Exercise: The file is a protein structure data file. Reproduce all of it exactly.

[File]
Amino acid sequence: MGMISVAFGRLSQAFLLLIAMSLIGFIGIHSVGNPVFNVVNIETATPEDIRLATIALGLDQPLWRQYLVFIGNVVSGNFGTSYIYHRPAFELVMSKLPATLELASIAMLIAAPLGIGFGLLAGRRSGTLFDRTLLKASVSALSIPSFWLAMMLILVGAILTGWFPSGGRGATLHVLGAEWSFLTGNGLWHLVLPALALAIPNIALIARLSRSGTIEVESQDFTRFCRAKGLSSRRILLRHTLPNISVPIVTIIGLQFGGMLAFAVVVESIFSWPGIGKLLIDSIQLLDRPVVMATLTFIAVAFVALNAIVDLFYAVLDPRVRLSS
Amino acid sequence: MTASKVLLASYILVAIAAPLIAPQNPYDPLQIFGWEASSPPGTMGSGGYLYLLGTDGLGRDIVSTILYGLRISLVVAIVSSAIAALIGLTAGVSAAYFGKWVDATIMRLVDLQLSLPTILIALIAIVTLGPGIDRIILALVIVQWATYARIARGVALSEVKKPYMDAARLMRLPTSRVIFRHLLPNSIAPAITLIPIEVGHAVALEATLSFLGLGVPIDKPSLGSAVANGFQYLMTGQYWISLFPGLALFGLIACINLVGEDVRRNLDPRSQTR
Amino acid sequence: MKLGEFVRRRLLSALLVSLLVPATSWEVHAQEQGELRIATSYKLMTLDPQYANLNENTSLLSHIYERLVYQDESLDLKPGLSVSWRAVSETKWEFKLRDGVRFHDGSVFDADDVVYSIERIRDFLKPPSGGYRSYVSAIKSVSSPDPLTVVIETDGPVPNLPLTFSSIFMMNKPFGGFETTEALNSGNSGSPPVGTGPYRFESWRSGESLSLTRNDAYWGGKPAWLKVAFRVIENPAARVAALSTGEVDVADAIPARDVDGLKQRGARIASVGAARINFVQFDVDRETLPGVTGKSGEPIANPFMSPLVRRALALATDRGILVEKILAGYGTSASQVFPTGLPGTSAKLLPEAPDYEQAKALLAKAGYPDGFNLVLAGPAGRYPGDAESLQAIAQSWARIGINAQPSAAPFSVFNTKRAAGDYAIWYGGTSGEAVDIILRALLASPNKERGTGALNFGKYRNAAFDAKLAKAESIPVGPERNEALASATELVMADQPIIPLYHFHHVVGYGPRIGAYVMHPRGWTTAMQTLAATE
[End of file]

Amino acid sequence: MGMISVAFGRLSQAFLLLIAMSLIGFIGIHSVGNPVFNVVNIETATPEDIRLATIALGLDQPLWRQYLVFIGNVVSGNFGTSYIYHRPAFELVMSKLPATLELASIAMLIAAPLGIGFGLLAGRRSGTLFDRTLLKASVSALSIPSFWLAMMLILVGAILTGWFPSGGRGATLHVLGAEWSFLTGNGLWHLVLPALALAIPNIALIARLSRSGTIEVESQDFTRFCRAKGLSSRRILLRHTLPNISVPIVTIIGLQFGGMLAFAVVVESIFSWPGIGKLLIDSIQLLDRPVVMATLTFIAVAFVALNAIVDLFYAVLDPRVRLSS
Amino acid sequence: MTASKVLLASYILVAIAAPLIAPQNPYDPLQIFGWEASSPPGTMGSGGYLYLLGTDGLGRDIVSTILYGLRISLVVAIVSSAIAALIGLTAGVSAAYFGKWVDATIMRLVDLQLSLPTILIALIAIVTLGPGIDRIILALVIVQWATYARIARGVALSEVKKPYMDAARLMRLPTSRVIFRHLLPNSIAPAITLIPIEVGHAVALEATLSFLGLGVPIDKPSLGSAVANGFQYLMTGQYWISLFPGLALFGLIACINLVGEDVRRNLDPRSQTR
Amino acid sequence: MKLGEFVRRRLLSALLVSLLVPATSWEVHAQEQGELRIATSYKLMTLDPQYANLNENTSLLSHIYERLVYQDESLDLKPGLSVSWRAVSETKWEFKLRDGVRFHDGSVFDADDVVYSIERIRDFLKPPSGGYRSYVSAIKSVSSPDPLTVVIETDGPVPNLPLTFSSIFMMNKPFGGFETTEALNSGNSGSPPVGTGPYRFESWRSGESLSLTRNDAYWGGKPAWLKVAFRVIENPAARVAALSTGEVDVADAIPARDVDGLKQRGARIASVGAARINFVQFDVDRETLPGVTGKSGEPIANPFMSPLVRRALALATDRGILVEKILAGYGTSASQVFPTGLPGTSAKLLPEAPDYEQAKALLAKAGYPDGFNLVLAGPAGRYPGDAESLQAIAQSWARIGINAQPSAAPFSVFNTKRAAGDYAIWYGGTSGEAVDIILRALLASPNKERGTGALNFGKYRNAAFDAKLAKAESIPVGPERNEALASATELVMADQPIIPLYHFHHVVGYGPRIGAYVMHPRGWTTAMQTLAATE